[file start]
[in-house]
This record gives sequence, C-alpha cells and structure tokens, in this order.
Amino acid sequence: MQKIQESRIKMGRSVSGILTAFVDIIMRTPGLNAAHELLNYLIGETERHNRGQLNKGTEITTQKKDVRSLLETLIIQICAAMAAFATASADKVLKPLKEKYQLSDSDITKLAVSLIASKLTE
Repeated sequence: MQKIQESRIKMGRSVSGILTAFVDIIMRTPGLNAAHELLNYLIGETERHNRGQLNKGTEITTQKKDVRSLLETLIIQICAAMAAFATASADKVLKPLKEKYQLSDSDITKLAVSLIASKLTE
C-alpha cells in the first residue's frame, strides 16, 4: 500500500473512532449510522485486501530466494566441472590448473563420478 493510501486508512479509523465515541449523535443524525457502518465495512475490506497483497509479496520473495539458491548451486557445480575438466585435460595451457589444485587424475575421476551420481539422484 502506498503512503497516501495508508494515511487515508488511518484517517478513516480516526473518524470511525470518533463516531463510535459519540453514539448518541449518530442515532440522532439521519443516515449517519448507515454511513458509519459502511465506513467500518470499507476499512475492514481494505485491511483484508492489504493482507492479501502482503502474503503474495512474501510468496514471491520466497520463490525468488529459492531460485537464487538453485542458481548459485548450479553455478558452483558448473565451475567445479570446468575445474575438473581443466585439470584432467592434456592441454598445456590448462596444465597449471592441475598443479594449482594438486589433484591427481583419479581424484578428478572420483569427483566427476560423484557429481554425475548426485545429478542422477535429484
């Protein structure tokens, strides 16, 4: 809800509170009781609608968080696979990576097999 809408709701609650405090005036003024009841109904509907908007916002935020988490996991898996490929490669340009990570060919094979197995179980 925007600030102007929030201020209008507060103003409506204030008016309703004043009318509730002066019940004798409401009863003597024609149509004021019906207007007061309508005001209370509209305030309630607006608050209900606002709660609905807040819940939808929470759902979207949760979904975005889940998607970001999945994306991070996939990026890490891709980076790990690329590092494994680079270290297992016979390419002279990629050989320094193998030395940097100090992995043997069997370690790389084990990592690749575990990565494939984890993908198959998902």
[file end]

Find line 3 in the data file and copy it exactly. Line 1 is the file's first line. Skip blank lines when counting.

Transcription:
Amino acid sequence: MQKIQESRIKMGRSVSGILTAFVDIIMRTPGLNAAHELLNYLIGETERHNRGQLNKGTEITTQKKDVRSLLETLIIQICAAMAAFATASADKVLKPLKEKYQLSDSDITKLAVSLIASKLTE